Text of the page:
The density of politics, science, friendships and betrayals are treated like their own chain reaction, like the one we learn Los Alamos scientist Edward Teller (Benny Safdie) believed might never stop, igniting earth’s atmosphere and destroying the world.  This revelation leads to one of many pointed exchanges between Oppenheimer and Groves.  Murphy, with his large blue eyes, intense cheekbones and skeletal frame, embodies Oppenheimer’s contradictions, his demeanor alternating between restrained amusement of those around him and anxiety-stricken introspection.  Damon parades with military bark yet interacts with the (mostly) liberal scientists with something approaching gruff affection.  He is this movie’s equivalent of comic relief.  It is also a great pleasure to see Robert Downey Jr. released from that iron suit, giving a complex performance as a man with great ambition but deep insecurities.  Josh Hartnett is the easy going Berkeley scientist Ernest Lawrence who recreates the German’s atom splitting breakthrough and is continually frustrated by the liberal politics he believes stand in Oppenheimer’s way.  You’ll see Oscar winner Rami Malek flash by for a moment, only to reappear later to testify against Strauss during his senate cabinet hearing.  Other notable contributing players include Kenneth Branagh as Niels Bohr, Jason Clarke (whose Roger Robb gets a formidable foe in Emily Blunt’s Kitty during that kangaroo court hearing), Dane DeHaan, Alden Ehrenreich and Casey Affleck.  Olivia Thirlby is Los Alamos scientist Lili Hornig, who led an internal movement to stop the actual use of the bomb.  And while Nolan chose not to depict the horrors of Hiroshima and Nagasaki, he does depict Oppenheimer imagining its effect on a woman in the crowd he addresses after the first has been dropped, our skin crawling as they cheer their success.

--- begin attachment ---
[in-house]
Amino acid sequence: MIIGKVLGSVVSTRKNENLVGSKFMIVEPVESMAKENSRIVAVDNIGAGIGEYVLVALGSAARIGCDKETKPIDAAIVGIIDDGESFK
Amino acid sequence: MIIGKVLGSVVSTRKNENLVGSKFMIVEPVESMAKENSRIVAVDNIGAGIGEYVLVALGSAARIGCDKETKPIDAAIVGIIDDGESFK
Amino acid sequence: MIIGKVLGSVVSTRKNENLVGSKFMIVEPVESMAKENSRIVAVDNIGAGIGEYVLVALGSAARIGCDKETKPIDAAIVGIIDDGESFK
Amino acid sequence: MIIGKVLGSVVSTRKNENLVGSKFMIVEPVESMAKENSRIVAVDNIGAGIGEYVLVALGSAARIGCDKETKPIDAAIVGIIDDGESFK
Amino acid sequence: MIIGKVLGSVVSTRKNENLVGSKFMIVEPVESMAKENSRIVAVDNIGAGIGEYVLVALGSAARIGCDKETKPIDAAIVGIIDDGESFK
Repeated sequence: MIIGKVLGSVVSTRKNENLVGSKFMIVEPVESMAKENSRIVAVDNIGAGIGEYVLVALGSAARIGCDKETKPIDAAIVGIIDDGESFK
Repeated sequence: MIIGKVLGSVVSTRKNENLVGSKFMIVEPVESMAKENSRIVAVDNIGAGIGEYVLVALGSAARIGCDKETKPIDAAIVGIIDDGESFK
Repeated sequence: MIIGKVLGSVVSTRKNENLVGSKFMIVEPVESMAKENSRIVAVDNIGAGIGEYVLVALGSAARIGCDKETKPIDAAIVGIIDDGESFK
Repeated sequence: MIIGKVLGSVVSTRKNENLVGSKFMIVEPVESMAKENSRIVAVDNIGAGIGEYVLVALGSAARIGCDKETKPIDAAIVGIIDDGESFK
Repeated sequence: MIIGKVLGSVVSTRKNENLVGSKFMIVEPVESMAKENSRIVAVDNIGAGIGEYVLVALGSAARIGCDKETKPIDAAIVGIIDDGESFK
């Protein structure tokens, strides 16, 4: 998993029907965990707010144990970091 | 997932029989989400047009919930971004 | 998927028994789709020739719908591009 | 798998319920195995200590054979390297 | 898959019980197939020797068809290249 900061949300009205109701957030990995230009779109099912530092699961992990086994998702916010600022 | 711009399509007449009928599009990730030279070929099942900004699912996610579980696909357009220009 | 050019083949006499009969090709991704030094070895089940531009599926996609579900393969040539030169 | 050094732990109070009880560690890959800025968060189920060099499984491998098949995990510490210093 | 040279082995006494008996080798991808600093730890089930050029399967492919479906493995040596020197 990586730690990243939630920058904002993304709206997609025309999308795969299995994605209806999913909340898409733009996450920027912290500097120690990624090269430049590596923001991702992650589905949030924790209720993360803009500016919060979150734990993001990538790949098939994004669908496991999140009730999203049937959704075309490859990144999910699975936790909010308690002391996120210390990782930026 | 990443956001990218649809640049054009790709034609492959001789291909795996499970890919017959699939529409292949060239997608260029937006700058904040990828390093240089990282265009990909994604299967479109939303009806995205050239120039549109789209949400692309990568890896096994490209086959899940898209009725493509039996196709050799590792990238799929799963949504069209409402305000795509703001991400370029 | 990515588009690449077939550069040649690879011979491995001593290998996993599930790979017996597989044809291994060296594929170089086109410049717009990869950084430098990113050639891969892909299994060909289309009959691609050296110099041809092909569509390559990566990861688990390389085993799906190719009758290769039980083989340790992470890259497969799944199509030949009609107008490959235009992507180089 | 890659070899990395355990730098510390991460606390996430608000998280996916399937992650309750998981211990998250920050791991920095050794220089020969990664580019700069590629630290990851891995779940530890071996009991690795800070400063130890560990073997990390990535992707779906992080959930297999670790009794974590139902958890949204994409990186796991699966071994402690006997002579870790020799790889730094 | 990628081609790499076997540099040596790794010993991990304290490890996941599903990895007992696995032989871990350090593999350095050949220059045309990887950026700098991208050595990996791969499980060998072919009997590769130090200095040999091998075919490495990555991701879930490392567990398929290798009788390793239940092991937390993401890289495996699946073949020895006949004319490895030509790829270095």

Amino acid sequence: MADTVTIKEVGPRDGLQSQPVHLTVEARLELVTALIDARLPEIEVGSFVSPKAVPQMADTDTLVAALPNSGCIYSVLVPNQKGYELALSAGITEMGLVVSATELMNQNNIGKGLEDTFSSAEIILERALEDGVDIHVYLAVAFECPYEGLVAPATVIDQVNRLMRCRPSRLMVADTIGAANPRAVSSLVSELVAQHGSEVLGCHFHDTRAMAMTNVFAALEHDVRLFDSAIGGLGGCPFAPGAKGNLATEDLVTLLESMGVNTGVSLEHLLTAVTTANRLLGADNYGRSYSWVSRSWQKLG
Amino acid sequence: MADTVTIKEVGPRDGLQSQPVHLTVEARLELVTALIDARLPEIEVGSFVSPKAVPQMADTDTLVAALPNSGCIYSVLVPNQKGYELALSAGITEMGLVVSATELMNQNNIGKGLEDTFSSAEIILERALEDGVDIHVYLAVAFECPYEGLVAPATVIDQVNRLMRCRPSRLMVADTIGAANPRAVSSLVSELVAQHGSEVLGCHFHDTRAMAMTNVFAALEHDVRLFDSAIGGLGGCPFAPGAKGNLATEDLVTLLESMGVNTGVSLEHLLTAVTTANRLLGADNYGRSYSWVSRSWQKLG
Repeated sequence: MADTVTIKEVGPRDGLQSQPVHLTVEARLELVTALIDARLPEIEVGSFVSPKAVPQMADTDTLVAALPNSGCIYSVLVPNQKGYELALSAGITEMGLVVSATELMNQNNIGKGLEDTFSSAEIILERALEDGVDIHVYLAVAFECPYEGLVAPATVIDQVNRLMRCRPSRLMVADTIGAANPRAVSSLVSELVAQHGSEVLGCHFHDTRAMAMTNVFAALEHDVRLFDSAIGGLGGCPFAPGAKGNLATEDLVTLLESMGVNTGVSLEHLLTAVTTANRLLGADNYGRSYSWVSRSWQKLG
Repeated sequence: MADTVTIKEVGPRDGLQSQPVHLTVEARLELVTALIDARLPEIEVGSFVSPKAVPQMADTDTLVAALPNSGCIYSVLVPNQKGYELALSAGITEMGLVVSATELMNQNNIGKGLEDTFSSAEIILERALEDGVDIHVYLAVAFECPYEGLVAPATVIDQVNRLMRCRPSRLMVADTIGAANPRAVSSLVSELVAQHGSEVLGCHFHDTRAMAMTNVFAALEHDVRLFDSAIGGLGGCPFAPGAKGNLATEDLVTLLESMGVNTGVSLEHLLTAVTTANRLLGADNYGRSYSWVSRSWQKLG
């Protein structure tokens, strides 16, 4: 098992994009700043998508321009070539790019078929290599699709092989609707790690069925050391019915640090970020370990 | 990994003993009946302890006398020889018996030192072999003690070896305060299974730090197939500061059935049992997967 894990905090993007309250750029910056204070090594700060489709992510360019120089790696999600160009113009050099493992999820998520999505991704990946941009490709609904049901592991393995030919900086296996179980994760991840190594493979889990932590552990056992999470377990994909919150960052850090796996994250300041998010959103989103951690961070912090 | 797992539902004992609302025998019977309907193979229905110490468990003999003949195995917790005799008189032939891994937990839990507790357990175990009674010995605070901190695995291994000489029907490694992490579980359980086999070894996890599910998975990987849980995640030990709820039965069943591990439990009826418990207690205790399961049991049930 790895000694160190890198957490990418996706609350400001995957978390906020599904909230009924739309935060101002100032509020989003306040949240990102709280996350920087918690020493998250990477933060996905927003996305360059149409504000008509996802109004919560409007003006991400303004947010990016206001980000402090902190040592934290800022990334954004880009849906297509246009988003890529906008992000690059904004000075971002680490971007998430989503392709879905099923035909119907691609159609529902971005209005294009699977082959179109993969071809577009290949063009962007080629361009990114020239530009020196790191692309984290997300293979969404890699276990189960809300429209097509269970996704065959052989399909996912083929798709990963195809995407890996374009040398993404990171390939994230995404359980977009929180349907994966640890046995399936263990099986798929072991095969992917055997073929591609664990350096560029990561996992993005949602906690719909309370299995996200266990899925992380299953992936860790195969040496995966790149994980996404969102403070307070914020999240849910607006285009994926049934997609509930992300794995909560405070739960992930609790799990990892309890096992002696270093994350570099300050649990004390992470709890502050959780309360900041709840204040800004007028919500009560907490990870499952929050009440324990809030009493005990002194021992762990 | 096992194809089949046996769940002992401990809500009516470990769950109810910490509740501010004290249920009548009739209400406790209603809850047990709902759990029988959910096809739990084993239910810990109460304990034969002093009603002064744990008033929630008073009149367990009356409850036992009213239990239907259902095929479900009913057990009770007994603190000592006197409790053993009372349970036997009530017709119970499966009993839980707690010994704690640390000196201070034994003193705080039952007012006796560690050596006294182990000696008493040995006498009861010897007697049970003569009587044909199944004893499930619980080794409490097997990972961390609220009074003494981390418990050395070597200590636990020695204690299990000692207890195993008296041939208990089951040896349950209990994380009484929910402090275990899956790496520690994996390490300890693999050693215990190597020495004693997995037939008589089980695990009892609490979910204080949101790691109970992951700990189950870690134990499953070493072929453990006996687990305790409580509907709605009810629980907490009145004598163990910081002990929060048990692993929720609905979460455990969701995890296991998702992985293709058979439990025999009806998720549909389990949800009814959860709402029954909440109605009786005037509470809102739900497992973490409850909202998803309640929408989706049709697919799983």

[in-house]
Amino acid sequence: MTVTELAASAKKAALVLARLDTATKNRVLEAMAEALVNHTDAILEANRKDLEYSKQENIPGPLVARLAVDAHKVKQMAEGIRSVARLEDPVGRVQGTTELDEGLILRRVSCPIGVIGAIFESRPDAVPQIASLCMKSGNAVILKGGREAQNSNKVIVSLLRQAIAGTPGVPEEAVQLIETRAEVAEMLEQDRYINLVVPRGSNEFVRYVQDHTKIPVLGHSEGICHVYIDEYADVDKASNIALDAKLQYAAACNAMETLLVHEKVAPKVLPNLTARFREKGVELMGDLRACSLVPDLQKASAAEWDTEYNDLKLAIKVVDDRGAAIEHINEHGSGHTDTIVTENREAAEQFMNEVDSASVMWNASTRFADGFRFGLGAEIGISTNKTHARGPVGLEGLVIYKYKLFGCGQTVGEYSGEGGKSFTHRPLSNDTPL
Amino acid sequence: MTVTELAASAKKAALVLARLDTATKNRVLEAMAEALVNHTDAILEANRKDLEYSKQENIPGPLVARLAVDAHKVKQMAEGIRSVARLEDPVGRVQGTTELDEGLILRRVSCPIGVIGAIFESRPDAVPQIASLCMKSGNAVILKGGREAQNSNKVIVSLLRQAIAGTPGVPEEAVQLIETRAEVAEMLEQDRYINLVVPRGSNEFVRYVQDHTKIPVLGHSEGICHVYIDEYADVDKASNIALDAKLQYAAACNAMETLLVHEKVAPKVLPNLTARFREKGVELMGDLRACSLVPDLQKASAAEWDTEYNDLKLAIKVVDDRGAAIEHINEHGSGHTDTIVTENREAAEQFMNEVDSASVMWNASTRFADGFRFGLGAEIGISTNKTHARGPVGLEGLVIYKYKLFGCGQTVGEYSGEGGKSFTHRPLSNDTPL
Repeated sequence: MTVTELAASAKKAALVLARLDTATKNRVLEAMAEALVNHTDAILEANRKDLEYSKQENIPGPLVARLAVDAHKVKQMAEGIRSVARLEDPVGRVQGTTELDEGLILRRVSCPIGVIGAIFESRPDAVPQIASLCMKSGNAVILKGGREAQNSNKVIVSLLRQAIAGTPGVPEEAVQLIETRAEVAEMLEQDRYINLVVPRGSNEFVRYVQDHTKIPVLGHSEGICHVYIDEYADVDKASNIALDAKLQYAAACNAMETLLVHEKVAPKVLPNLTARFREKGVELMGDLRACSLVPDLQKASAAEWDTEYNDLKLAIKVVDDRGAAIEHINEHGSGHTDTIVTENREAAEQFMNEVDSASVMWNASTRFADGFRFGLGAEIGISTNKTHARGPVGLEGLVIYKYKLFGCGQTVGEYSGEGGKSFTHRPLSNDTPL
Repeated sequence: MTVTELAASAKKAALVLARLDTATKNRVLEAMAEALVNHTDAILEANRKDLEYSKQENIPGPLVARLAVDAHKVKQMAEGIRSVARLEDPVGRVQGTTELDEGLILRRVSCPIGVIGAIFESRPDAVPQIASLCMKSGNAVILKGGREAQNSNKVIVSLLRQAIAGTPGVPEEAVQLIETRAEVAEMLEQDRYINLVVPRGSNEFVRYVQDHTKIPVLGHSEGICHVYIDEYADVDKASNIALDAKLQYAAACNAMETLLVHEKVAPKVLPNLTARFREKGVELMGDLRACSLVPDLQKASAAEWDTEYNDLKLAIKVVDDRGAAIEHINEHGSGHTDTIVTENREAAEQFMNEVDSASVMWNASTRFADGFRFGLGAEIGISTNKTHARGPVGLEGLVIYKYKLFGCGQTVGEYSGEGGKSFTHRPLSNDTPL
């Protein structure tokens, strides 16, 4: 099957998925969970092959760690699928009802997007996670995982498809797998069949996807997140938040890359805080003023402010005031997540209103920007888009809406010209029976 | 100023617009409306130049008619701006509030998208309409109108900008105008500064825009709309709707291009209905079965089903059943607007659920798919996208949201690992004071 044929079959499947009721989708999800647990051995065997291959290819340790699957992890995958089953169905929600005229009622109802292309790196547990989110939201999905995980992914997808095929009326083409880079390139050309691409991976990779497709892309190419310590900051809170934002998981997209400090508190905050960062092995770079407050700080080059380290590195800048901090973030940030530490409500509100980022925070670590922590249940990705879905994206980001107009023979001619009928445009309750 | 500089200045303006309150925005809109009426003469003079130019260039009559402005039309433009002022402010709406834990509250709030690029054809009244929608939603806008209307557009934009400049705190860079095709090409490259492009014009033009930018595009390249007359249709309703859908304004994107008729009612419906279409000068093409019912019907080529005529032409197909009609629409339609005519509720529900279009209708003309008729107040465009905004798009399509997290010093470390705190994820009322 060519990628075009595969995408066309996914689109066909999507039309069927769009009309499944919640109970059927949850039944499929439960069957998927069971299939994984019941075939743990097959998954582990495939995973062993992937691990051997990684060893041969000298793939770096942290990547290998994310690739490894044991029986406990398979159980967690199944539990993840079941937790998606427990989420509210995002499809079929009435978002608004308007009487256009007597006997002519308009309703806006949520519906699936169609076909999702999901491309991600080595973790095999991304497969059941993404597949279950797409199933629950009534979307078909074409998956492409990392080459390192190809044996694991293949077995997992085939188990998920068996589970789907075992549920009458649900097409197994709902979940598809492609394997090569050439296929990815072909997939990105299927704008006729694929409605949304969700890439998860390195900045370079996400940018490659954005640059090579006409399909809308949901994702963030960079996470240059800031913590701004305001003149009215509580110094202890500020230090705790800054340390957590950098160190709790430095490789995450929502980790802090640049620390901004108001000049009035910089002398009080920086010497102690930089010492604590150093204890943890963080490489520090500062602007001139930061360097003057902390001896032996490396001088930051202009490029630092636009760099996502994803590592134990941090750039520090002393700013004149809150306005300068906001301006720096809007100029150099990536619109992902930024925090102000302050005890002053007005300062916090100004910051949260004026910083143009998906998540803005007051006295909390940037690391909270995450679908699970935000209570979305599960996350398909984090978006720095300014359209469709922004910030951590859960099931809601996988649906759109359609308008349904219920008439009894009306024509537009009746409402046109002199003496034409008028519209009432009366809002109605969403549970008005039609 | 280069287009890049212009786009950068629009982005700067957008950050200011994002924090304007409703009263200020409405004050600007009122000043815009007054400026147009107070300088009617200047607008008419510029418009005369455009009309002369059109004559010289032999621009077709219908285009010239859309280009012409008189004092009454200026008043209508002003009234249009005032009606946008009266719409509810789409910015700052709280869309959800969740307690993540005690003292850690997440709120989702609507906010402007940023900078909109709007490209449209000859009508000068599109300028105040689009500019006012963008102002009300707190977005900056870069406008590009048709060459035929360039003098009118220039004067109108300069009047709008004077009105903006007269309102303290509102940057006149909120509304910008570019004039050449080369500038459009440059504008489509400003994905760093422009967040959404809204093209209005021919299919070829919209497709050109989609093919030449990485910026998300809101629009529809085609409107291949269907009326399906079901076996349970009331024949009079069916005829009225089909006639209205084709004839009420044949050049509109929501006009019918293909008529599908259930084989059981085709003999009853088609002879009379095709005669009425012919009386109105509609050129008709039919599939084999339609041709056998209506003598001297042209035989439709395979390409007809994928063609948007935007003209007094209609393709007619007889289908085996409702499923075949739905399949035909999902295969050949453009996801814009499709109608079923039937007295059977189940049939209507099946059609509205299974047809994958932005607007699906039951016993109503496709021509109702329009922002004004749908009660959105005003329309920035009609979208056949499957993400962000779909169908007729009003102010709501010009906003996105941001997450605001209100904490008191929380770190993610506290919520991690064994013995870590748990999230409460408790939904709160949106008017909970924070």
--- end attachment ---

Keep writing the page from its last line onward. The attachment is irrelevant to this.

The film has been given a high contrast look by director of photography Hoyte Van Hoytema, who partially shot the film with IMAX cameras.  Editor Jennifer Lame doesn’t so much connect the dots as leave them in a scattered, yet discernible pattern.  Production designer Ruth De Jong recreated Los Alamos close to its original setting, determined to get the mountainous horizon right.  Ludwig Göransson’s score is full of wonder and grandeur and portent, tying everything together.  Nolan, who has frequently been criticized for his inaudible sound mixes, here gives us clarity with dashes of surrealism, the Trinity Test accompanied only by Oppenheimer’s breathing, booming waves rolling over us in the moments after.

Even at three hours, “Oppenheimer” cannot encompass all the aspects of this man’s life, some, like his marriage and children, given short shrift.   But Nolan has given us a monumental piece of work about a complex historical character and done it with such dazzling style it evokes his very essence.

Universal opens "Oppenheimer" in theaters on 7/21/23.